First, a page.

H. 26 1/2 x W. 14 x D. 10 3/4 in. (67.3 x 35.6 x 27.3 cm)
Weight: 93 lbs.
The Michael C. Rockefeller Memorial Collection, Bequest of Nelson A. Rockefeller, 1979
Not on view
This ancestral figure was one of a male-female pair when discovered in 1895 on the banks of the Duck River in Humphreys County, Tennessee. Such figures played important roles among the more complex Mississippian societies of the Southeast during later precolonial times, when they were the focus of ancestor cults. The figures, primarily but not exclusively male, were placed and venerated in shrine houses together with the bones of significant ancestors. The figures are known today primarily in durable stone, although examples in wood exist. They are depicted seated and are very compactly—indeed weightily—made, as illustrated by the current example. The jutting chin and well-carved eyebrow ridge accord well with the angles and plains of torso, arms, and legs. The one raised knee distinguishes him as belonging to a special group of figures, in which customarily both knees are on the ground with feet tucked under or crossed. The drawn-up right leg gives the figure an active pose and a more lifelike aspect. When discovered at the end of the nineteenth century, this figure was named Adam and his female counterpart Eve. Eve's present location is unknown.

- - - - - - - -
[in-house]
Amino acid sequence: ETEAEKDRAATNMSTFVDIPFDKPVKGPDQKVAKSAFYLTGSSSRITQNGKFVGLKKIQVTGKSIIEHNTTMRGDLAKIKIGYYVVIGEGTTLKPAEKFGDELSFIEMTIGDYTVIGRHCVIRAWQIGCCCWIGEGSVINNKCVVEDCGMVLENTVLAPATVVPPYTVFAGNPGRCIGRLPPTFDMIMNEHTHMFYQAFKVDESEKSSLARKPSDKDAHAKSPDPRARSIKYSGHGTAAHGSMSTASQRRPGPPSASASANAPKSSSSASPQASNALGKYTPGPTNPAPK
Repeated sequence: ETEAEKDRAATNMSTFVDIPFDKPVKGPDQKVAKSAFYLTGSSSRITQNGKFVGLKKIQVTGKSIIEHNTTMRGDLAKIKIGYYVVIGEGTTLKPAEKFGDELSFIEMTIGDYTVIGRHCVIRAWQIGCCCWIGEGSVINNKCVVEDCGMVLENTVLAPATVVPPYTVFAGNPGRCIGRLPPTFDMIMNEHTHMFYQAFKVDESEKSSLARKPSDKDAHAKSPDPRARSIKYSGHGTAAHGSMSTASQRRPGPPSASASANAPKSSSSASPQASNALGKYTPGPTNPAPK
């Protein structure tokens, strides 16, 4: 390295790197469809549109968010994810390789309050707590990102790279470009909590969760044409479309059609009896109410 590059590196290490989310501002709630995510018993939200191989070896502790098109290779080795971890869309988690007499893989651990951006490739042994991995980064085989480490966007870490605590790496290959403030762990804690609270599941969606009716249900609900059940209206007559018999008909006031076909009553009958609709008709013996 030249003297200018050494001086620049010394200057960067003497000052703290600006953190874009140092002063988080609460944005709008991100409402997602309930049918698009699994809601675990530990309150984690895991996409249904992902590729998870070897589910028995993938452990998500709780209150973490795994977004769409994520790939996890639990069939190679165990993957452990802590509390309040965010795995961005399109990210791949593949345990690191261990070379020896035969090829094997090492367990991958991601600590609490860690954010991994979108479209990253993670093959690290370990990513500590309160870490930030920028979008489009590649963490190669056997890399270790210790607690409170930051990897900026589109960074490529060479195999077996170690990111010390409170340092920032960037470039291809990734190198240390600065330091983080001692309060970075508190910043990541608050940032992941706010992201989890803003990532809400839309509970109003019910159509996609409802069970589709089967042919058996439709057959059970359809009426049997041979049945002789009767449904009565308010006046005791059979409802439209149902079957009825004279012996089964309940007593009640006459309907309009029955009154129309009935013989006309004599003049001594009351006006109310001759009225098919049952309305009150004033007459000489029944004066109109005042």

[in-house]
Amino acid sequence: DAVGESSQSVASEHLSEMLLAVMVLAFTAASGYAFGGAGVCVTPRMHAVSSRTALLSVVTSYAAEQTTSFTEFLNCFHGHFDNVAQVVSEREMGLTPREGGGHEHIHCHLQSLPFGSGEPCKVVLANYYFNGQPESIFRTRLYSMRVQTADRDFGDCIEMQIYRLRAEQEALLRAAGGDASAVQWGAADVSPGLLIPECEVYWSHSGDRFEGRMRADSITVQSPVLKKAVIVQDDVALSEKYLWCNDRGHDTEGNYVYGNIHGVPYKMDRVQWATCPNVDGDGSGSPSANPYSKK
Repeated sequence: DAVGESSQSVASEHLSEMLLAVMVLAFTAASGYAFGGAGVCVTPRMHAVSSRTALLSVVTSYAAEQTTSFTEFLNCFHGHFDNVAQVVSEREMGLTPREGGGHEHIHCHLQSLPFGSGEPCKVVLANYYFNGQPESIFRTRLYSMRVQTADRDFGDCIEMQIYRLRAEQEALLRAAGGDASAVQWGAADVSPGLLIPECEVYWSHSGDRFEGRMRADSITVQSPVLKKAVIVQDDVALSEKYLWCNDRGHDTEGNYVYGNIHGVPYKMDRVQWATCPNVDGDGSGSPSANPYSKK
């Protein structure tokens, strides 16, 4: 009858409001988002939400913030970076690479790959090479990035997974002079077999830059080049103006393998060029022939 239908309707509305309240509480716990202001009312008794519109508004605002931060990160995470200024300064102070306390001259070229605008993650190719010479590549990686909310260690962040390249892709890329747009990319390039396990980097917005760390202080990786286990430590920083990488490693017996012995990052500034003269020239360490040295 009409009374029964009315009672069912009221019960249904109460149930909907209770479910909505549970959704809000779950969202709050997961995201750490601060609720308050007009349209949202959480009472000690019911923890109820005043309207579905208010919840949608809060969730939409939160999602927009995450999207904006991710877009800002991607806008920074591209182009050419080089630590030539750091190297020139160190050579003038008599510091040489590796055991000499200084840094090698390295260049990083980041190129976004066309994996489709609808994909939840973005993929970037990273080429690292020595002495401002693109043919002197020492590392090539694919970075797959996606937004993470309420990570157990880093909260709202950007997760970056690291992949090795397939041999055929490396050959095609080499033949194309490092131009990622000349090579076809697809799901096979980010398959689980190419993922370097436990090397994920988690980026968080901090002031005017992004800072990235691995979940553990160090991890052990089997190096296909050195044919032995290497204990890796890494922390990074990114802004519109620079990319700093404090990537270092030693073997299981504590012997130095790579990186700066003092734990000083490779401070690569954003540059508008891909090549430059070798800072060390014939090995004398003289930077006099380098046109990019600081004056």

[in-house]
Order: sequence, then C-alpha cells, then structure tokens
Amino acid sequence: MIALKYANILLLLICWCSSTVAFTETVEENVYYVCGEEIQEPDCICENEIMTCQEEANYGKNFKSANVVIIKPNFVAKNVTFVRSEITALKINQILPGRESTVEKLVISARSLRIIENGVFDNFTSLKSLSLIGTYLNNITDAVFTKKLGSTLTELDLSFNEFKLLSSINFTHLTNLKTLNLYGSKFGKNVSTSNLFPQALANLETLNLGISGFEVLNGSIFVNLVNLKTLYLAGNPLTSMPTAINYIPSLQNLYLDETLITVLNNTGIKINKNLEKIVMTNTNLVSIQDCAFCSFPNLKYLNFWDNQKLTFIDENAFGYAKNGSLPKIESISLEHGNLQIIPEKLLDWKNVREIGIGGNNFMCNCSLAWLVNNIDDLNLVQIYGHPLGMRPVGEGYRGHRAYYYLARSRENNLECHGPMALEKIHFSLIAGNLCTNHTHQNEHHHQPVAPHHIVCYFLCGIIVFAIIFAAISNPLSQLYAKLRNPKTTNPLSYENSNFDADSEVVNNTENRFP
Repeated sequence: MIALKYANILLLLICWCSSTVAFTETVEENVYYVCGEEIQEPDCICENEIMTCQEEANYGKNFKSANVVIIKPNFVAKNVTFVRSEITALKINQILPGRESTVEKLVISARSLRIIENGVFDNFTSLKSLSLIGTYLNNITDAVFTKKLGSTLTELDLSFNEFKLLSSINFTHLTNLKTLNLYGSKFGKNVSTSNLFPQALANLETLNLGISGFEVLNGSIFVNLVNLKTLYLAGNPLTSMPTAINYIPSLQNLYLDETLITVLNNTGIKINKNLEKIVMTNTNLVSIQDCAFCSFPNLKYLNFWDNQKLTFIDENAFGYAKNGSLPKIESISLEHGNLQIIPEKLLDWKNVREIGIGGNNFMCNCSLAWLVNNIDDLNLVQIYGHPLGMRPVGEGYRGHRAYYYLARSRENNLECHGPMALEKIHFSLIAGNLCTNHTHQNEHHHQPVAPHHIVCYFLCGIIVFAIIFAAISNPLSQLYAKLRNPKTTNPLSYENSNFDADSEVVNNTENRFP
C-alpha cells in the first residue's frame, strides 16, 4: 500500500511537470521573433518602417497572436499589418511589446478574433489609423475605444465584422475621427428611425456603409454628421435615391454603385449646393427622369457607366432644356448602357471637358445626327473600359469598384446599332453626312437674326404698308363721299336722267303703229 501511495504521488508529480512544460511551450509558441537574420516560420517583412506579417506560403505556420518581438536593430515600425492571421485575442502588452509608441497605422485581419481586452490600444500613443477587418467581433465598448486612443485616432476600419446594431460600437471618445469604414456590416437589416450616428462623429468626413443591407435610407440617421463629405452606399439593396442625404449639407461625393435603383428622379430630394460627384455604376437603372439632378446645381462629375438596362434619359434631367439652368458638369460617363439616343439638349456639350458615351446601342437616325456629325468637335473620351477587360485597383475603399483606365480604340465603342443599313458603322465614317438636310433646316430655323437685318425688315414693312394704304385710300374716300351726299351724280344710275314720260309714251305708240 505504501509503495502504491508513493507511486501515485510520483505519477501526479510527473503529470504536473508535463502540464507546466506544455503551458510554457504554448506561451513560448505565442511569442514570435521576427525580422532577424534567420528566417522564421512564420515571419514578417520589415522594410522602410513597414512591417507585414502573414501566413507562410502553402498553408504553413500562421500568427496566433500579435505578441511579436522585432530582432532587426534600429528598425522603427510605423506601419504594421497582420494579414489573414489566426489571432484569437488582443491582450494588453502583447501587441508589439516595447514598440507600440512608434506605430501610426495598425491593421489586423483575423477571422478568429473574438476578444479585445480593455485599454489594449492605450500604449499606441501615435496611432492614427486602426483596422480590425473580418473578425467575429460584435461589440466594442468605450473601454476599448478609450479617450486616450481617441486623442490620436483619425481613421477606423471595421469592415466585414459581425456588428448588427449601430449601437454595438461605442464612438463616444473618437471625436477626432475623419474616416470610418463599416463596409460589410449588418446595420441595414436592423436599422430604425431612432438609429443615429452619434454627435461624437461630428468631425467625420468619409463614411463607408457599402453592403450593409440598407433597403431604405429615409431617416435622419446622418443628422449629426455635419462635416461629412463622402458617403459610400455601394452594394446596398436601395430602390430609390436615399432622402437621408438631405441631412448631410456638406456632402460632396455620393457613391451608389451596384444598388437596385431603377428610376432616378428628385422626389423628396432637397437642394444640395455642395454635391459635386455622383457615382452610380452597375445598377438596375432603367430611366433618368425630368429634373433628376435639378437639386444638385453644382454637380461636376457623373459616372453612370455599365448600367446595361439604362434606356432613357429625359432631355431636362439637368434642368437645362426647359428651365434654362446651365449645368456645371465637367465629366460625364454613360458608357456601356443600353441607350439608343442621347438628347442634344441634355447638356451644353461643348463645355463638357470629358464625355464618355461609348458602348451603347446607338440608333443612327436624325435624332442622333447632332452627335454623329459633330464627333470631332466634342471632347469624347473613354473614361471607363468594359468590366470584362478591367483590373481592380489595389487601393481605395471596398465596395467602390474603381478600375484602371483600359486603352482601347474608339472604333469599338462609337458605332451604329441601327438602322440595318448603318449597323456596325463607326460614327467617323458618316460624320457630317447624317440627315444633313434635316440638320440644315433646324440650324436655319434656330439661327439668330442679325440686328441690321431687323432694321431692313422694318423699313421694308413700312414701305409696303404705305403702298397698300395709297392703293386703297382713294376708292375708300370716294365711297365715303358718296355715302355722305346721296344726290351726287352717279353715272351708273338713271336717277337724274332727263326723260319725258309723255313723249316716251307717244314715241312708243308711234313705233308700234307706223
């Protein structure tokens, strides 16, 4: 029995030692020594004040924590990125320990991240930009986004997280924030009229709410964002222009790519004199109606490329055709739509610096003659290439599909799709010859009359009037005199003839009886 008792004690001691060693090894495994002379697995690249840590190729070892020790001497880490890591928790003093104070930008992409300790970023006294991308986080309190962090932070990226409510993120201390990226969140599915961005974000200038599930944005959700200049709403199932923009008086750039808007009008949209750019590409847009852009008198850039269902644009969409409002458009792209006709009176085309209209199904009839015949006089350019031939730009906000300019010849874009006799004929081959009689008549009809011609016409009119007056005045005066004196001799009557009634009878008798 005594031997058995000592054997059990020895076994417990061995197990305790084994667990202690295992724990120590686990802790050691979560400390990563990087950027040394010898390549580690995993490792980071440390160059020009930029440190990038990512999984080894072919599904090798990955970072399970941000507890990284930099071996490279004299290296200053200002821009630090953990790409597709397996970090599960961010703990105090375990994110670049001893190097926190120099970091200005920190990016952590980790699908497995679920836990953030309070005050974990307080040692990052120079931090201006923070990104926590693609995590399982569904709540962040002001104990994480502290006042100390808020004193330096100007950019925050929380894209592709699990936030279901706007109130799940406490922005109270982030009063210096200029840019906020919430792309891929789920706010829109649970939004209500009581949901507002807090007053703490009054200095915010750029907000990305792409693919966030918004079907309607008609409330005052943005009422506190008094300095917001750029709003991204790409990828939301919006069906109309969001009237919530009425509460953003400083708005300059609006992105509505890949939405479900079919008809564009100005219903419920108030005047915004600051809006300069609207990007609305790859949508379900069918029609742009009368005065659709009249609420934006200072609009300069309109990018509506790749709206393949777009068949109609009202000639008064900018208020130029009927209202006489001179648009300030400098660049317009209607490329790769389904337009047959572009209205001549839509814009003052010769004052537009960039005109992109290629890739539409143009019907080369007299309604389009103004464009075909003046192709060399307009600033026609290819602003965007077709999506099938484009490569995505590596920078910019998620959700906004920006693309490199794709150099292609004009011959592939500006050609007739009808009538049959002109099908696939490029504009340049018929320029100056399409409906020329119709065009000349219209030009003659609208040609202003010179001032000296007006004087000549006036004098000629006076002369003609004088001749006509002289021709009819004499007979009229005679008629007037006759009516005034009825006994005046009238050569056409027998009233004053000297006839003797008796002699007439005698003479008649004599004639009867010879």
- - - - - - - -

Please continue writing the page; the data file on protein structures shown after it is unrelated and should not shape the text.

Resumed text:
Banks Link, Waverly, TN, 1895; Edward Waldron Payne, Springfield, IL, by 1932; Donald O. Boudeman, Kalamazoo, MI,1935–(d.)1949; by bequest to his wife, in 1949; Ulfert Wilke, Iowa City, IA, early 1950s–1957; Nelson A. Rockefeller, New York, 1957, on loan to The Museum of Primitive Art, New York, 1957–1978
Newton, Douglas. Masterpieces of Primitive Art: The Nelson A. Rockefeller Collection. New York: Alfred A. Knopf, 1978, p. 168 (left).